There should not be a vague promise of offsets or counting on additional growth to make up for the difference (see the next section). Any offsets should be at least as detailed as the policies they are intended to pay for.

When stuck in a hole, the first rule is to “stop digging.” Paying for new initiatives will prevent the debt from getting worse and help assure that policymakers have weighed the tradeoffs involved in pursuing any new initiatives.

Use Realistic Economic Growth Assumptions

President Trump has made economic growth a centerpiece of his agenda, and rightly so. Faster economic growth can create jobs, lift wages, strengthen retirement security, and improve the lives of individuals and families.

Faster economic growth can also improve the nation’s fiscal situation – just a 5 percent (0.1 percentage point) increase in the projected annual growth rate can reduce the debt by nearly $300 billion over the next decade.

President Trump’s budget should propose an agenda that supports economic growth, but it should use growth assumptions that are realistic and grounded in economic evidence and theory. Over the next decade, the Congressional Budget Office (CBO) estimates real GDP growth will average about 1.8 percent per year – an estimate based on current law and roughly in line with outside forecasts. As we showed in How Fast Can America Grow?, this projection – though lower than historic growth rates – is quite reasonable in light of current demographics.

Since the Office of Management and Budget’s (OMB) economic projections are based on the policies the President puts forward, it would not be unusual for their GDP projections to differ modestly from CBO’s. However, any reasonable deviation from CBO would likely be measured in basis points or perhaps decimal points, not percentage points.

Claims of 3 or even 4 percent sustained economic growth should be viewed as aspirational and have no place in any official government projection. Though the United States did achieve 4 percent sustainable economic growth in the late 1960s through the early 1970s, there is no historical precedent to suggest such growth is achievable with an aging population.

Over the long term, economic growth is driven by growth in labor, capital, and productivity. We recently estimated that achieving sustained 3 percent growth would either require productivity growth in excess of the country’s 60-year record or else it would require productivity growth, capital growth, and labor force participation to all reach or exceed the levels set in the booming 1990s. There is no justification for assuming such a high level of growth.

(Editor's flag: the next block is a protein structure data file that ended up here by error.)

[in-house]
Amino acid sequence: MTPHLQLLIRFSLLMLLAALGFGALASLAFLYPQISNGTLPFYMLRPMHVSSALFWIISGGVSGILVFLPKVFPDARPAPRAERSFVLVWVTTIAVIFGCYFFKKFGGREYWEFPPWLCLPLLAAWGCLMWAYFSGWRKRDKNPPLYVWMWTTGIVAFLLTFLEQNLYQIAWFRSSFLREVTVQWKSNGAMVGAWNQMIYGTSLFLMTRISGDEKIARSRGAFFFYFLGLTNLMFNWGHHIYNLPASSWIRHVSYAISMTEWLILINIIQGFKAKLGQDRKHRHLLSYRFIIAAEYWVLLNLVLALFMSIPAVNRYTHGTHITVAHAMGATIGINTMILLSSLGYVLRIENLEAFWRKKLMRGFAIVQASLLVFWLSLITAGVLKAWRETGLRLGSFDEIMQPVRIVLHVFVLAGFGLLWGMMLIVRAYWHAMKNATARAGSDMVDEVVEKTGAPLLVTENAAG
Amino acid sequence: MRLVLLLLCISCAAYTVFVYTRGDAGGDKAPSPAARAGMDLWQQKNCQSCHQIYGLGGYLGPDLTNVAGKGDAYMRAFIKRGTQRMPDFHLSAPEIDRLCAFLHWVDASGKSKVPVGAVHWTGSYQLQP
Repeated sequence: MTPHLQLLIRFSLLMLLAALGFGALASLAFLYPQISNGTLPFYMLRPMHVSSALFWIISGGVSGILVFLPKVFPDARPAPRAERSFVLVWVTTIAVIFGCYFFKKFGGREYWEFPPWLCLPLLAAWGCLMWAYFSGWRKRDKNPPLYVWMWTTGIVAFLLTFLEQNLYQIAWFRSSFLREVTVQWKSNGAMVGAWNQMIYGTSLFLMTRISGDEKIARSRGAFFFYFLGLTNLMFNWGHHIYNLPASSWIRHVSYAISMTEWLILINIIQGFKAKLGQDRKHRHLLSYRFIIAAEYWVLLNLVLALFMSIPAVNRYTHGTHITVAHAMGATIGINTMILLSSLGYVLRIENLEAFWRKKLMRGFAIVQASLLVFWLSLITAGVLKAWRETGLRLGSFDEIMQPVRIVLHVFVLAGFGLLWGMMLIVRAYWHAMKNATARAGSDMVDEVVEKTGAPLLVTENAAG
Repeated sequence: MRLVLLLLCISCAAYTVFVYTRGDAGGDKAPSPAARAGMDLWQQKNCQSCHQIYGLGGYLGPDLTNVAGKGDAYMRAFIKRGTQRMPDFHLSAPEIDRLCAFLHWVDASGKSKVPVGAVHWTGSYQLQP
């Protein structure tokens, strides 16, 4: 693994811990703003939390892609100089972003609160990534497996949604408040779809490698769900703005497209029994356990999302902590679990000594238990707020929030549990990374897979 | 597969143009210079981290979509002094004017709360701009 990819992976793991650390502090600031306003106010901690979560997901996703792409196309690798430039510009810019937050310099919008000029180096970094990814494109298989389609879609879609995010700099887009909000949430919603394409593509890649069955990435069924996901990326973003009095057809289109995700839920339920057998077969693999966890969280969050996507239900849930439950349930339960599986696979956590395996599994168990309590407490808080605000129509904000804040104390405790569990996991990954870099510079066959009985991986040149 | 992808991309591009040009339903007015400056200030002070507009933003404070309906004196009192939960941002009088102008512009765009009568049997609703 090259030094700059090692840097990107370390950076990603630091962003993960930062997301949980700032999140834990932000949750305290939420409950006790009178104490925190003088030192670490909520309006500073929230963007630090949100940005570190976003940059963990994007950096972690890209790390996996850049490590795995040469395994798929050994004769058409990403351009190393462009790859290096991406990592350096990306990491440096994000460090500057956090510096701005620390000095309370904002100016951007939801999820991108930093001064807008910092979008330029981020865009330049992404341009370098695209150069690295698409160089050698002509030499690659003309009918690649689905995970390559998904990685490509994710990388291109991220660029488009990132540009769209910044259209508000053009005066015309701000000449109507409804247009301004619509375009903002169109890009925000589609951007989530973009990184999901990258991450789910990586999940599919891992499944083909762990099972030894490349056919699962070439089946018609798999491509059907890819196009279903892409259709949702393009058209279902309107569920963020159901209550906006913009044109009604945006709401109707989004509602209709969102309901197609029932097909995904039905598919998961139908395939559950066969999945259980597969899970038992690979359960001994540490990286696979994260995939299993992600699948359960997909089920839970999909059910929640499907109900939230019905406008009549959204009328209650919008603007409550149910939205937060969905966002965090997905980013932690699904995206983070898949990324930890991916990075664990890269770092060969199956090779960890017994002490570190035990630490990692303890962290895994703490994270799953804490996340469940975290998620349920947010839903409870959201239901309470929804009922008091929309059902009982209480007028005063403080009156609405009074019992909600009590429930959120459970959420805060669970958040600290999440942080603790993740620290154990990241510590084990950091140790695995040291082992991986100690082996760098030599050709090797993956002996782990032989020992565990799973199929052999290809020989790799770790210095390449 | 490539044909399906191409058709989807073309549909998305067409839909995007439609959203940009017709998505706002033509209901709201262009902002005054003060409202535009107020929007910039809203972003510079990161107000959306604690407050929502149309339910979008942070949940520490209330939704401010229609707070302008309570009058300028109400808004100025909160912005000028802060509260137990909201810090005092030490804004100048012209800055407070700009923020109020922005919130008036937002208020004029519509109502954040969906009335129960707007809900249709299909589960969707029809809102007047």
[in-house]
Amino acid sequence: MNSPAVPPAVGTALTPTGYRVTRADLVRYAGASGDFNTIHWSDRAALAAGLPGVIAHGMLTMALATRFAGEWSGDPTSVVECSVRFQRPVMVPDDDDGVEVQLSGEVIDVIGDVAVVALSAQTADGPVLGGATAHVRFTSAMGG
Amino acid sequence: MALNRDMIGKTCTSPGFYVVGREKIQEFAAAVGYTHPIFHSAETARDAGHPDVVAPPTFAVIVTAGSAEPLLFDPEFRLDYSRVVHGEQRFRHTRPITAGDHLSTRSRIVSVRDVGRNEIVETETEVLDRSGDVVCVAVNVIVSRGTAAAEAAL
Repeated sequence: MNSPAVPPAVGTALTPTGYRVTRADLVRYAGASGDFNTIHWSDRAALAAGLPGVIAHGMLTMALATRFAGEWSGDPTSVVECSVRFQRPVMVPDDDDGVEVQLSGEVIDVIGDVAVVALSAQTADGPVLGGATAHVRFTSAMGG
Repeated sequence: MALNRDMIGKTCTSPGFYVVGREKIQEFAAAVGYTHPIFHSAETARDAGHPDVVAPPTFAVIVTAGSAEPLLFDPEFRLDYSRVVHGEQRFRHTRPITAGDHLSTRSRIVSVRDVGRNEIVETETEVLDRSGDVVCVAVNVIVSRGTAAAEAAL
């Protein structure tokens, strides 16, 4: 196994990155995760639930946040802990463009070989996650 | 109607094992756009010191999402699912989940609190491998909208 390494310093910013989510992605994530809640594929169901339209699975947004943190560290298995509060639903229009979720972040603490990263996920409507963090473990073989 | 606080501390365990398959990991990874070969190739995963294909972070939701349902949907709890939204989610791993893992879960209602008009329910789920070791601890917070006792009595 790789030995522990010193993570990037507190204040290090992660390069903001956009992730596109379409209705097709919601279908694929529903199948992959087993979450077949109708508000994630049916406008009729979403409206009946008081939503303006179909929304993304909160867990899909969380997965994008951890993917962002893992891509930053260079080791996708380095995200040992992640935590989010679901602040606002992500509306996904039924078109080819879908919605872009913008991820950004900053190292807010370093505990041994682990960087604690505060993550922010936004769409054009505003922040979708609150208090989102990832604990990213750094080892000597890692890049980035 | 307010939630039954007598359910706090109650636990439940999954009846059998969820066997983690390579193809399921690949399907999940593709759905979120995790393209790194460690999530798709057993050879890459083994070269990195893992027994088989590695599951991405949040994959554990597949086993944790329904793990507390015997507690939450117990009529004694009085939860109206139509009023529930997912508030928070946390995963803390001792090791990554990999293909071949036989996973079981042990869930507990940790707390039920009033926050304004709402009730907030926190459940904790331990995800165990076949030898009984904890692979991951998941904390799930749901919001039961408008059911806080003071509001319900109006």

The U.S. should aspire to achieve as high a real growth rate as feasible, but fantasy growth projections obscure our very real fiscal challenges while setting expectations that cannot possibly be fulfilled.

Avoid Gimmicks and Unspecified Savings

The budget should show that the Administration’s policies are fiscally responsible without resorting to gimmicks or budgetary sleights of hand. Last week, we released a paper warning about a number of these gimmicks.

Past budgets have used a variety of games to hide the cost of proposals and exaggerate the savings they would achieve. Using such deception to make the budget look fiscally responsible would signal the Administration is not serious about dealing with the debt.

As a general rule, the budget should avoid relying on “magic asterisks” or other placeholders that assume budgetary savings without policies to back it up. The Administration should present specific, identifiable savings that can be measured and accounted for completely.

The budget should also avoid timing gimmicks that save money in the first decade only by pushing costs to future decades. These should not be considered a net gain for the Treasury. Similarly, temporary or one-time savings, such as asset sales, should not be used to offset permanent costs.

Finally, the budget should use a traditional current law baseline and not attempt to hide the cost of tax cuts or spending increases by burying them in the baseline. For example, if President Trump wants to preserve all expiring tax extenders and continue delaying various ACA taxes, his budget should include the $750 billion revenue loss from these proposals – not build the cost into the baseline and pretend the cost is $0.

Propose Entitlement Reforms that Slow Cost Growth and Improve Solvency